Patrick Henry once famously declared, “Give me liberty or give me death.” We’re really glad he wasn’t talking about the 2012 Jeep Liberty, because it’s definitely not worth ditching your mortal coil for. Frankly, it’s barely worth considering since just about every rival SUV — be it a commuter-friendly crossover or a dedicated off-roader — is a better, more well-rounded vehicle.
The problems start with the Liberty’s underpowered 210-horsepower V6. While sluggish acceleration is commonplace among compact SUVs, the four-cylinder engines found in models like the GMC Terrain at least boast good fuel economy as a trade-off. It gets even worse with the four-wheel-drive Liberty, which returns 17 mpg combined — the same as a V8-powered Chevy Tahoe.
One could argue that Chrysler’s new V6 found in the Wrangler could help things, but the Liberty’s issues don’t end there. To call its interior “not up to par” would imply it’s playing on the same metaphorical golf course as those it competes against. On the contrary, materials are hard and cheap, the look is drab, the seats are flat and the wheel doesn’t telescope, just to name a few offenses. An upgrade to the sort of interior quality seen in the impressive new Jeep Grand Cherokee can’t come soon enough.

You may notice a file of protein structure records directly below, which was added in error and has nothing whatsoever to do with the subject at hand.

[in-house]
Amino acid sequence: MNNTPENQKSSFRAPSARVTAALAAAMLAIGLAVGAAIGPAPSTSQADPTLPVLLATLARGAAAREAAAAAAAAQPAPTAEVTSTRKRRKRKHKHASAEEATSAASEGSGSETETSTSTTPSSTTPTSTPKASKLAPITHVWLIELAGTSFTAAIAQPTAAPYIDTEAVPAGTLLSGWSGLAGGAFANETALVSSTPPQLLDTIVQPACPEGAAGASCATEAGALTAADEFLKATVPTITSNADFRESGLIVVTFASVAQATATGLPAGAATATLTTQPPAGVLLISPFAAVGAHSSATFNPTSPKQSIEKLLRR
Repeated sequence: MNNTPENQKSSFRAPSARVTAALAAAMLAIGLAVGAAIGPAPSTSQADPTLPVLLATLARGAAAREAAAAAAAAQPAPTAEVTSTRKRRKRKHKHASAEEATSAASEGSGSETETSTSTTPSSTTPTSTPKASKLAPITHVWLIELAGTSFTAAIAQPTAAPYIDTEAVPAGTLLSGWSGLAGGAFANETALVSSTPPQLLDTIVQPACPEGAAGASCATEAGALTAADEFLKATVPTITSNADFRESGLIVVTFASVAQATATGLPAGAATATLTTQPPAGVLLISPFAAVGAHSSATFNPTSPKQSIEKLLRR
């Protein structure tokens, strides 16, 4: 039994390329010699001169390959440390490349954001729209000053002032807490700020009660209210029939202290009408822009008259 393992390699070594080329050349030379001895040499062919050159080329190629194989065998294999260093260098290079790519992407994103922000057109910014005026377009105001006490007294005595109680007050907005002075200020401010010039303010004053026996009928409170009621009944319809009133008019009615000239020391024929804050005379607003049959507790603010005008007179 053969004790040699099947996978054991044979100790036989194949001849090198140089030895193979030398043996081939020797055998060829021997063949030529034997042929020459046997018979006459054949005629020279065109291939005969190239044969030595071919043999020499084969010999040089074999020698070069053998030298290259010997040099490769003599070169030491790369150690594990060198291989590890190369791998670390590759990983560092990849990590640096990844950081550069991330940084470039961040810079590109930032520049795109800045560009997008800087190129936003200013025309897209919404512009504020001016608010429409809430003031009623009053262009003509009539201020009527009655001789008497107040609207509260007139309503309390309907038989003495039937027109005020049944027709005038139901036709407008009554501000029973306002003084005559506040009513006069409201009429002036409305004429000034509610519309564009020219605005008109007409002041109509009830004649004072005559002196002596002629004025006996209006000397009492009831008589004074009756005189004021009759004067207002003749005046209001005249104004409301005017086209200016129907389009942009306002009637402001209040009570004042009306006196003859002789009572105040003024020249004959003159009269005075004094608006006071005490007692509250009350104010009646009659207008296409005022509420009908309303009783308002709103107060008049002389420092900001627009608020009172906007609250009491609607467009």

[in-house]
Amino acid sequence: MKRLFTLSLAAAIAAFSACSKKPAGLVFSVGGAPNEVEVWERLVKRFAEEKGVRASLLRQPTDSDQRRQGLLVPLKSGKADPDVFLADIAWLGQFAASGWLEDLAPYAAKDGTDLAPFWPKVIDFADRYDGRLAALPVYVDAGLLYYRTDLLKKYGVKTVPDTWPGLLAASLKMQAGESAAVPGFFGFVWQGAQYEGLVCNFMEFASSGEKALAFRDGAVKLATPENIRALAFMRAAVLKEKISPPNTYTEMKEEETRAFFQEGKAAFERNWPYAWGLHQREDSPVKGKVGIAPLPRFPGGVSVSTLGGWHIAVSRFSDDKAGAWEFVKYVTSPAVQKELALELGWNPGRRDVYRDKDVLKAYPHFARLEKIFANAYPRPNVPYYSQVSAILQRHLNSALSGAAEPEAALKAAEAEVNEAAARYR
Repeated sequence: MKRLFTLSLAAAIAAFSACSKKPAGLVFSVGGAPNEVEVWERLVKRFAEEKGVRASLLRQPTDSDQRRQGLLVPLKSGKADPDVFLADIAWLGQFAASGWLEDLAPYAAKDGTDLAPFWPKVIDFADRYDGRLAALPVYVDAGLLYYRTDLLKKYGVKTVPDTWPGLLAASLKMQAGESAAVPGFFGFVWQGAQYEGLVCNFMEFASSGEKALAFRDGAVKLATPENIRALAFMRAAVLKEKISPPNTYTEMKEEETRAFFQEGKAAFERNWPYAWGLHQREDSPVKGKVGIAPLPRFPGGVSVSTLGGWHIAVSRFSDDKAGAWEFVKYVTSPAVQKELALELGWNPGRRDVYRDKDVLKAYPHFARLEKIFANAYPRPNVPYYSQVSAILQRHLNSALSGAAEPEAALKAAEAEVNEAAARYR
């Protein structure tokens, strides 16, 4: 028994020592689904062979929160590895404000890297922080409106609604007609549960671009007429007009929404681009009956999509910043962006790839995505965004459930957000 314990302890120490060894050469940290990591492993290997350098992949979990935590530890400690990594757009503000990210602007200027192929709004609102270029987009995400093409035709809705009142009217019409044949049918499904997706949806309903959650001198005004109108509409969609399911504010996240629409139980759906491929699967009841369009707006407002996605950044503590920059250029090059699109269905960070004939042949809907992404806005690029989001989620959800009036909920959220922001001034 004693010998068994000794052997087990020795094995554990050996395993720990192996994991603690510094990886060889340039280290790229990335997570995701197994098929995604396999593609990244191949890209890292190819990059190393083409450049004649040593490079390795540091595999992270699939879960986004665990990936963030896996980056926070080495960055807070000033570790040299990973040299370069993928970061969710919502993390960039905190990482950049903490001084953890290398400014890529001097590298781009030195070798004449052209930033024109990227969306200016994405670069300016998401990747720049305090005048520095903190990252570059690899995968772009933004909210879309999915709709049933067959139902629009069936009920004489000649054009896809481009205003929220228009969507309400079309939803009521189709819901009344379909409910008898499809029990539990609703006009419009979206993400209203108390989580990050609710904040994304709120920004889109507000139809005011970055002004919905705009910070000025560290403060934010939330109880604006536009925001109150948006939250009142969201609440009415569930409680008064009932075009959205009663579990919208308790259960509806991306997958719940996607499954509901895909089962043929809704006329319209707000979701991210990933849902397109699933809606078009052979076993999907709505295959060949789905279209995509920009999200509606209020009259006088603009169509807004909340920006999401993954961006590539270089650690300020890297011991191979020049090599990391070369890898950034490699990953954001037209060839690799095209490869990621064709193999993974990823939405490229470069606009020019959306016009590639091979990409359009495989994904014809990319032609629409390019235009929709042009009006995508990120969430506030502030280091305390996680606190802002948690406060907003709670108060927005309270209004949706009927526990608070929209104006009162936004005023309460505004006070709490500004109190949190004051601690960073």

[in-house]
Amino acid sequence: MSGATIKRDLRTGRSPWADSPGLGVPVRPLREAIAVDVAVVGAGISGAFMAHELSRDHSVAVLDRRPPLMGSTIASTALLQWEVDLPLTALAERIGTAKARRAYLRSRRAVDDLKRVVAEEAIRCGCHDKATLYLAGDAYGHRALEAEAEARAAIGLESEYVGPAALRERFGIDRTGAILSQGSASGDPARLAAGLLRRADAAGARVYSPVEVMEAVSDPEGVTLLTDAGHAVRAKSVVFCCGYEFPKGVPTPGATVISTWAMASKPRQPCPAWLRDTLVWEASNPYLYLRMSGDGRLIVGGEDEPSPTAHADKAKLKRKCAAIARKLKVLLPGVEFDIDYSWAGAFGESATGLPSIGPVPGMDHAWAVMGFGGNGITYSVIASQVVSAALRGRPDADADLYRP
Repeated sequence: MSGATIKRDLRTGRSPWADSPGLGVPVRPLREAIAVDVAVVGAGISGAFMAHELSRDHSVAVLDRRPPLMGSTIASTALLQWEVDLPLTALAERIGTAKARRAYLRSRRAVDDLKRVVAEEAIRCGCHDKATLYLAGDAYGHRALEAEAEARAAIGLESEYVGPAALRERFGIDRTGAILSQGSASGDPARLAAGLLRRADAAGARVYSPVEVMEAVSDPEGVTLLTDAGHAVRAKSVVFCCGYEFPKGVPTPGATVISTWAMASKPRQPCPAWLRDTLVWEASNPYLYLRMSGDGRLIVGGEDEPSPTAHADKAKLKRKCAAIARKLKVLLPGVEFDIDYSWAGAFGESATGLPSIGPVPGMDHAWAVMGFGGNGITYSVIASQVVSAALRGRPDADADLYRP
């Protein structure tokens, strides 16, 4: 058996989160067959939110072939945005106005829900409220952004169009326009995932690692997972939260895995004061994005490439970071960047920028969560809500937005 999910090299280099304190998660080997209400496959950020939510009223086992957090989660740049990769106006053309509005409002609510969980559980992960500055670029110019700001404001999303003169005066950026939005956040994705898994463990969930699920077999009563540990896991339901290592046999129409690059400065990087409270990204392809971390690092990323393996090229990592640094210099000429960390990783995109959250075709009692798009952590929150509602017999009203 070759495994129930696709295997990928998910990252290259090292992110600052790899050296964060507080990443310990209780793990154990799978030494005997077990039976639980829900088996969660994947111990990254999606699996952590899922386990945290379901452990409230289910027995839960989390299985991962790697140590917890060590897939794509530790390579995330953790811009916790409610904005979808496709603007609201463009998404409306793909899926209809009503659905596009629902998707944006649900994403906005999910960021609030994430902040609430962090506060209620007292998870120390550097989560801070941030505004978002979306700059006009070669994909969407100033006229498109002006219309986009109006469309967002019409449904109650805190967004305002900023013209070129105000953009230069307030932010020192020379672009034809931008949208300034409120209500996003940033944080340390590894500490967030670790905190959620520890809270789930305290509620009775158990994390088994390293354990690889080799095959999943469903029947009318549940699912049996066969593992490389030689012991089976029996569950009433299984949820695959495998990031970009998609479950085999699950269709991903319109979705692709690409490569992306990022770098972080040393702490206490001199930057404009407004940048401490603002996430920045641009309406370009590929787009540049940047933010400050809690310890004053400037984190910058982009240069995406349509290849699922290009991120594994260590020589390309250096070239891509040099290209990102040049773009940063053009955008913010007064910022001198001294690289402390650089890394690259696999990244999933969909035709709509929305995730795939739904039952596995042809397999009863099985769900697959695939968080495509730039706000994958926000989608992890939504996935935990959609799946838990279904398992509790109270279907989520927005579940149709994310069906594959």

Now, it’s true that the Liberty is a rugged compact SUV with the four-wheel-drive chops to get you way off the beaten path. In this way, the Liberty will look pretty good. Properly equipped, the Liberty has significantly more off-road capability than models like the Terrain or Honda CR-V and probably more than most buyers are ever likely to need.
But if it’s off-road potential you want, you’re probably going to be better off with the Nissan Xterra and Toyota FJ Cruiser. They’re typically a little more expensive, but they offer superior off-road capabilities, better on-pavement performance and nicer interiors. Plus, if you’re looking for serious off-road potential, Jeep’s own Wrangler is the more obvious choice.
Ultimately, as much as we respect the 2012 Jeep Liberty for its off-road capability, we continue to have a hard time recommending it until it undergoes a redesign. In the meantime, we suggest looking at the Subaru Forester or all-wheel-drive versions of the GMC Terrain, Honda CR-V or Toyota RAV4.